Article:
Aug 022015 4 Responses

How Good Multiplies

I was early. My order wasn’t ready yet so I had to stand beside the door and wait. One by one customers were leaving the restaurant and I was strangely standing at the door trying not to get in the way.

The first person to leave was a lady with her hands full. I quickly reached out and opened the door for her. She thanked me and went about her way.

The next person to leave was also female. My mom always taught me that gentlemen open doors for women so I opened the door for her as well.

The third person was a man, but by this time I felt as though I had a new job. I held the door open and jokingly said, “Thank y’all for coming.” He laughed and thanked me.

This continued for three or four more groups. (See: Don’t Do Wrong When You’ve Been Wronged)

Finally my to-go order was ready. I paid, loaded up my order and got ready to head out the door. Except my hands were full. The door I had opened seven or eight times for others was now a barrier between me and my car. Yet before I could even express the tension of needing to leave and not being able to, a guy seated near the door jumped up and opened it for me. Having watched me open it multiple times, he was primed to respond without a second thought.

It would have been unthinkable for him to sit there and watch me struggle after he watched me help so many. While I will never know, I wonder if he hadn’t seen someone open the door for others if he would have been as quick to open the door for me. Might he have been more prone to sit there, to look at me as a guy who should figure out how to open the door myself?

It’s a funny thing about good deeds—they multiply. When one person does good, others are far more likely to do good as well. (See: The Devil Doesn’t Need an Advocate)

A few years ago I was driving my son to daycare when a car was swerving into our lane. I noticed the driver looked hung over or under the influence of drugs. In the backseat was a small child without a car seat. After watching the driver nearly hit me several times, I slowed down, got behind her, and called the police. For several miles I followed the car until the police showed up. When they pulled her over, I stopped to let the officer know what I saw. Come to find out, the driver was having a negative reaction to medication and needed help.

That afternoon on our drive home, I witnessed a hit and run. In most cases I would’ve stopped to help the person who was hit. Yet noticing another car had stopped, I quickly did a u-turn to follow the assailant. I quickly picked up my phone and called the police—again. As I was talking to them, I heard my then four-year-old ask, “Who are we chasing now, Daddy?”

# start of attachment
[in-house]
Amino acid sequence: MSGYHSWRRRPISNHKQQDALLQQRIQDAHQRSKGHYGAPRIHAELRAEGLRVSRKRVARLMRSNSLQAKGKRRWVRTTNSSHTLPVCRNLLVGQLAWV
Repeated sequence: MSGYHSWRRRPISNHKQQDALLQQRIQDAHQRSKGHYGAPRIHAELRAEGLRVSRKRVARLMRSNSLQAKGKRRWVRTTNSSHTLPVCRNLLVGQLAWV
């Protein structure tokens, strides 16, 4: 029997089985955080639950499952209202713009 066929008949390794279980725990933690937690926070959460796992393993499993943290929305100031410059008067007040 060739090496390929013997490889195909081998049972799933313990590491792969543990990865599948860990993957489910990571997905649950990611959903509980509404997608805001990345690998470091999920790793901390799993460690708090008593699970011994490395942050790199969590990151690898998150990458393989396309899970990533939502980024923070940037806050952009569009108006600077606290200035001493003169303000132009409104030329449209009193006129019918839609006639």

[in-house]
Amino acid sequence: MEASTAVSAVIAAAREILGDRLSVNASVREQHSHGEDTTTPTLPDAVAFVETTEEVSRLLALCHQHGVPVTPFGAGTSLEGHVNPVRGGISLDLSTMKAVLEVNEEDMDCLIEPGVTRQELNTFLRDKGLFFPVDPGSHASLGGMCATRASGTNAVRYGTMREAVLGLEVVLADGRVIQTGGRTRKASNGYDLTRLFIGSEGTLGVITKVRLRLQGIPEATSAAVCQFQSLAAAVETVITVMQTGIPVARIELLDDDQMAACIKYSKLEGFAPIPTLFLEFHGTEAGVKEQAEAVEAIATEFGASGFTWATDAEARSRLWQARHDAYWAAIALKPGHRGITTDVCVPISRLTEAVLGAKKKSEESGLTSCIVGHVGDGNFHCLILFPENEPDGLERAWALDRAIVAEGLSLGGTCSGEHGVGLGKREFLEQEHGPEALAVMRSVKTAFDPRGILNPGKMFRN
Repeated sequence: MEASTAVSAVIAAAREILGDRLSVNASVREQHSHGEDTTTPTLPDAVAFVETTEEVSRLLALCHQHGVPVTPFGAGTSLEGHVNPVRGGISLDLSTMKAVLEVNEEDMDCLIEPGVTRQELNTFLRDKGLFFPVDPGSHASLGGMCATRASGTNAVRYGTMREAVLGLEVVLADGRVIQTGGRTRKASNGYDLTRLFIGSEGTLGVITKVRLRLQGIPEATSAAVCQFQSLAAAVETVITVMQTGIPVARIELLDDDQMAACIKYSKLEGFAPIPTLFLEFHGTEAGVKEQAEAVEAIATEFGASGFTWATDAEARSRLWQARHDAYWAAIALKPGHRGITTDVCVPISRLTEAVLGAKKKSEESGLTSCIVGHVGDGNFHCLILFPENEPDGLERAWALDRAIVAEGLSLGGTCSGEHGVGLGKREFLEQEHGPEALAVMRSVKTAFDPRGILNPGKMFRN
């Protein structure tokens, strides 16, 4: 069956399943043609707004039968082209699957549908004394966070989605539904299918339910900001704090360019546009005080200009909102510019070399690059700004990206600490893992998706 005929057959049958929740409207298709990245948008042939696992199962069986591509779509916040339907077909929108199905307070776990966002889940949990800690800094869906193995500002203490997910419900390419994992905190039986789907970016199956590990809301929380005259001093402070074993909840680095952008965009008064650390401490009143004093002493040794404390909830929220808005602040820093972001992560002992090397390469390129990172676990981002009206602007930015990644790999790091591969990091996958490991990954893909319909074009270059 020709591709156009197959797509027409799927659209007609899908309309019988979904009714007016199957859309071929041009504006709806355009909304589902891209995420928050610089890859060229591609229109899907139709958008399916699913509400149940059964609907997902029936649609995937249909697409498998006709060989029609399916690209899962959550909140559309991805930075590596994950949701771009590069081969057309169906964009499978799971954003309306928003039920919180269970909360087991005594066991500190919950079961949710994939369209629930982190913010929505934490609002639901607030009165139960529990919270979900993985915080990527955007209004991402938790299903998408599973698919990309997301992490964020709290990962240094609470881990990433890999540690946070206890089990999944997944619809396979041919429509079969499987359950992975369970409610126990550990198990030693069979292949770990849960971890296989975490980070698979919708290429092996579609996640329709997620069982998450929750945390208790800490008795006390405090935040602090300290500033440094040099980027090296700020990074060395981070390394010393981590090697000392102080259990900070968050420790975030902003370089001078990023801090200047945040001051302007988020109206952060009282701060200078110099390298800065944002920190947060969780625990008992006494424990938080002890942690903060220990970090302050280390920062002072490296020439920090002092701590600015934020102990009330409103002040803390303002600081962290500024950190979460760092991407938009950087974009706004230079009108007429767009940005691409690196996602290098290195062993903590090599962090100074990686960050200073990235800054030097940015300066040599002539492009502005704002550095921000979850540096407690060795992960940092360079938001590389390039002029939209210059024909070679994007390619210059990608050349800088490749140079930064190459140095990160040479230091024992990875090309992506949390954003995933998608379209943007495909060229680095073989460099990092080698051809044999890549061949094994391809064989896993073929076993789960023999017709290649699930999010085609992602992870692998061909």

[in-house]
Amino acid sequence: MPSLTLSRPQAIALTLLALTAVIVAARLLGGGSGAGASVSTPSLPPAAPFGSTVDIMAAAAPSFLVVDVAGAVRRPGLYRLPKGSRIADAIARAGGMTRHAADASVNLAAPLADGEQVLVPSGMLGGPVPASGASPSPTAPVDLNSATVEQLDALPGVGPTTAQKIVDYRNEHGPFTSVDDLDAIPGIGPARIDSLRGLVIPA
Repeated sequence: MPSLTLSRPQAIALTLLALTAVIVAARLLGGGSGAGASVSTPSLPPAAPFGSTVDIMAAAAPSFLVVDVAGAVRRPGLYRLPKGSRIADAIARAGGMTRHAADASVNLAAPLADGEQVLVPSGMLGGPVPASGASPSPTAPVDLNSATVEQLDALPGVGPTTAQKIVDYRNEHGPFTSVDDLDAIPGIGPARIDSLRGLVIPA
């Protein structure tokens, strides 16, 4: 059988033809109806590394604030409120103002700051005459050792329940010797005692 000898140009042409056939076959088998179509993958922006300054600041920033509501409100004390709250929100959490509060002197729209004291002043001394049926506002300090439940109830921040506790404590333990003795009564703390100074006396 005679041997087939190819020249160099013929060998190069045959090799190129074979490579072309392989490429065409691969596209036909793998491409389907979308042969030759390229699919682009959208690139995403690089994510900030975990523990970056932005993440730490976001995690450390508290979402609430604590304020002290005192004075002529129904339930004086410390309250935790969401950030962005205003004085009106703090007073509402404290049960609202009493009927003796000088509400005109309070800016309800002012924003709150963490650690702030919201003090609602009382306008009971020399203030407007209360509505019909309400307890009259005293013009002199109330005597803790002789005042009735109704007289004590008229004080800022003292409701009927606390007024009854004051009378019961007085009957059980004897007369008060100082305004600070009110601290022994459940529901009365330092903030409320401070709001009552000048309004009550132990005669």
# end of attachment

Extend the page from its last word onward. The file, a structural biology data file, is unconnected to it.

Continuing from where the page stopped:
After everything was over, I realized I would have never involved myself that much in a hit-and-run had I not already followed a person and called the police earlier that morning.

Having helped someone in the a.m., I was primed to help someone in the p.m.

Good produces good.

Consider what this means. Every good act you or I take, greatly increases the odds of someone else or ourselves doing another good act. It doesn’t guarantee it. It’s very possible for someone to watch us serve all day long, but when we are in need that person will not be moved from apathy. Yet they are far more likely to do something good if they have already seen good modeled for them.

It’s true:

In marriage. Don’t do good for your spouse in order to manipulate them to do good. But do realize that your good deeds will more likely be reciprocated by good deeds than bad ones. (See: One Habit that Starves Your Marriage)

In parenting. More than anyone, our children need good actions modeled for them. They need to see how to help others, what are appropriate actions, and to what extent we should go in doing good.

In business. When you continually serve your co-workers and clients, they are far more likely to assist you, others, and remain faithful your company.

In community. The problems are many, but the only way to make a difference is to start somewhere. Realize you can never solve everything, but as you begin to do good, others will likely do the same.

We all know that evil multiplies. One bad act often gets a negative reaction. Yet what we sometimes forget is that good multiplies as well. One good act can lead to another good act.

So do good.

Find a place, a cause, or a person and do good work. As you do, you will be more likely to do even more good and you will likely find yourself surrounded by others who want to do good as well.

4 Responses to How Good Multiplies
  1. Barbara Mamal Reply

    I recall a time when Baby Girl was a baby and still in a pram. We went to watch her dad do the Iron Man and I had packed the back of the pram to heavily, and so when I took her out the pram, the whole thing toppled over. Her nappy bag went flying, my handbag went flying (which was open so all the contents of my bag went flying all over the ground), the coffee I had on the back of the pram went flying – and not one person stopped to help. Not one. And that has always stuck in my mind to try and assist where possible – it was quite hard trying to hold a baby, pick up my bag, and all the belongings, and her pram and dry everything from the coffee and while many, many people turned to look – not one person offered any assistance. It motivated me to try help where I can, because if just one person had offered to pick up the pram, or hold Baby Girl while I quickly cleaned everything up, or something, it would’ve been much easier.

    Thank you for your help in the stories above.

    A little kindness goes a long way! 🙂

  2. glendakuhn Reply

    While I know you are right in this assessment of good produces good, Donnie has told me I can get into more trouble trying to do good than most who get caught doing something wrong. 🙂

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